To illustrate the manner in whichthepresent gam rs played, assumetht there are two contestants "each as which is provided with 13 playing pieces -34 of a distin-. gnish g. color. jrn commencing the game, the players determine the order'of--.play in any stiitaisiemanae'r such as by fiipping .acoin. ,Thefi rst playerithen inserts one i s am sesin a' iid i i ename 'i'corresipondin'g.to Lthose bfcubical member 10 of Fig:
:ure Moreover,-Zcubicalmemher 40 is providedxvith openingsstlaformed in each of eight corners, facial open.- ings-42$forn1ediin :the center'of each of the six 'ces of the cube, and edge openings 43::forrned in the center of each of the edges of the cube. These openings correspond respectively. to openings .22, '23, and '24iof the embodiment showniinFigut'e 1. Additionally, cubicalsmember 40 has a common, game piece '44 molded'in the geometric eenter of the cube; This common piece .is preferably rnulti c'cilored or colored a distinguishing color in the same :manner ,as piece 31 to indicate to each of the players'that'itiis a common marker.v Each'of the :openings41, 42, arid-'43 is of suflicient'depth to receive and ifriction'allyisupport a marker'suchas marker 34 illustratedzi'n Eigufres .2 and .3; It is 'to .be understood that cubical:supporL-otlboard member 40 and markers 34 are used iniplayingthe .garneinexactly-the same-manner as described-above, g, 1 4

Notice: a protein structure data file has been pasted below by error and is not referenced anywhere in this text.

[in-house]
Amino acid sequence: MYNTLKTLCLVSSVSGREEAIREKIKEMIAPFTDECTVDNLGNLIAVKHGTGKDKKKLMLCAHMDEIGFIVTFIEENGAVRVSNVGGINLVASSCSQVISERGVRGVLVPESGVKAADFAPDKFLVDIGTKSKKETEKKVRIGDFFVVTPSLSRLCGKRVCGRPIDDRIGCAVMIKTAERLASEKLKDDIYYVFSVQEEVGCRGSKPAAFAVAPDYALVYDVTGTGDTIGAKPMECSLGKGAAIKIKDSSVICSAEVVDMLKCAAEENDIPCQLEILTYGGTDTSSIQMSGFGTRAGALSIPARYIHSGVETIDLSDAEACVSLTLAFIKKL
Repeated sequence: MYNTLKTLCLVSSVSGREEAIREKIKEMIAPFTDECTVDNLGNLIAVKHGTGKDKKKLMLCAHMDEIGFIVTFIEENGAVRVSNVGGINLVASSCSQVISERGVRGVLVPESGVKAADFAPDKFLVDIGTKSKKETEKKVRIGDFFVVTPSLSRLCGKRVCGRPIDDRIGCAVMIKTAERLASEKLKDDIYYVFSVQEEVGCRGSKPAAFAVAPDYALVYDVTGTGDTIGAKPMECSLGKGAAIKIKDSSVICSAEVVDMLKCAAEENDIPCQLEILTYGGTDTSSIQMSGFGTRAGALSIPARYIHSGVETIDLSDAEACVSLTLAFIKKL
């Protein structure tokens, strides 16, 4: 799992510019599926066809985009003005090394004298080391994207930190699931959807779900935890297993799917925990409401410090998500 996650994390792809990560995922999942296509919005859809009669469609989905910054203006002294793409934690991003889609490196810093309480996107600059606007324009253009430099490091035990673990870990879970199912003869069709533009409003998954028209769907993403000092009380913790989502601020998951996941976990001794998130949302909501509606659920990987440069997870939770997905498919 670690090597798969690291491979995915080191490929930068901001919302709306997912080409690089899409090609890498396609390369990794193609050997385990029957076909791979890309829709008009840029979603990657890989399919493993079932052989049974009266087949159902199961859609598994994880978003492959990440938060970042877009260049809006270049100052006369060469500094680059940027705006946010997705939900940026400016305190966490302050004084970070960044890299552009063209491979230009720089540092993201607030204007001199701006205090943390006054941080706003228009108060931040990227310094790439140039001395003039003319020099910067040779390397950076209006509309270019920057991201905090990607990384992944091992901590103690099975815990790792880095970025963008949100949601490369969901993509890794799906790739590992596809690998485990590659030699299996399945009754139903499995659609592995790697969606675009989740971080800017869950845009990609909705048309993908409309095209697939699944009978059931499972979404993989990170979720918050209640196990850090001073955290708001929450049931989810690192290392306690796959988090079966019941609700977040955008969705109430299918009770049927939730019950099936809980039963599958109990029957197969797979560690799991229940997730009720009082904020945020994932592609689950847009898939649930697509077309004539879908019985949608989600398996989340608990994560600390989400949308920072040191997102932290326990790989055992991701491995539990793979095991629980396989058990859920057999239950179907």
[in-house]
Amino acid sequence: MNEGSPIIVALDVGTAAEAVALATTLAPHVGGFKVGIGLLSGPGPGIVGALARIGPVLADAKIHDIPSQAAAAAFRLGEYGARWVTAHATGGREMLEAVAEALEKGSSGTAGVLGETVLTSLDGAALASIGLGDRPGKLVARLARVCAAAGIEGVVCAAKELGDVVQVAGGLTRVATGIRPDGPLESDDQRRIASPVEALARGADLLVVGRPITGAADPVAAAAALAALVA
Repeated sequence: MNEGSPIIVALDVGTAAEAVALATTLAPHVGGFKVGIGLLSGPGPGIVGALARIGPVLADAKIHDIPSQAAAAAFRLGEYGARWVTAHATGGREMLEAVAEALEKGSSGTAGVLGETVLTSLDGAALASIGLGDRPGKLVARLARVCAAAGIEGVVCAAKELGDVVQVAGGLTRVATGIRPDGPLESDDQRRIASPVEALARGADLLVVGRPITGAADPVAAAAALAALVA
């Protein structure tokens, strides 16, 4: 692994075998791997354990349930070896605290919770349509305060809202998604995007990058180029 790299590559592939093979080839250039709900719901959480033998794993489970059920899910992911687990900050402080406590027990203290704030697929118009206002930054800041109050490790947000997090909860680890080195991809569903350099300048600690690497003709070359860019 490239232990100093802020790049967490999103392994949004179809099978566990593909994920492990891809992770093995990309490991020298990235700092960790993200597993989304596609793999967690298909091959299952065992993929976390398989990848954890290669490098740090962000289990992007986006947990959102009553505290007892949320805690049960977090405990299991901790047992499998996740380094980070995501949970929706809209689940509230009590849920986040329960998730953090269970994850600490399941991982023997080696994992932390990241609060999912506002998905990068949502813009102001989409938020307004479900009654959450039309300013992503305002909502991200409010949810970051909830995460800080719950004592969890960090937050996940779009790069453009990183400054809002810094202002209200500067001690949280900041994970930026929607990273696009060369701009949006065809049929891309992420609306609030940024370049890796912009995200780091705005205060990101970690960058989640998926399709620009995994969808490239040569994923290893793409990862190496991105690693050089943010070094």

I .From the ioregoing disclosure of the general principles of the invention and the above descriptiono-I' .two preferred embodiments, those skilled-in the .art will readily comprehend various .modifications .to which the iinverition ,is susceptible I ;us for examplelidll andbase 12.0'f hinged cubicallrnember 10 may behinged together bymeans of lugs and sockets .inoldd integral .with the lid and base es t s when? bxm aa 43-.
in in A- desired, the hinged connection between the lid and base section of the cubicle member can be dispensed with and a plurality of cooperating lugs can be formed on the lid and base for frictionally holding the two in assembled relationship. Also, the shape of playing pieces 34 can be altered so long as the pieces are dimensioned and configurated to be frictionally supported within openings formed in the cubical support member and to extend outwardly from the surface of the member.
Having described my invention, 1 claim: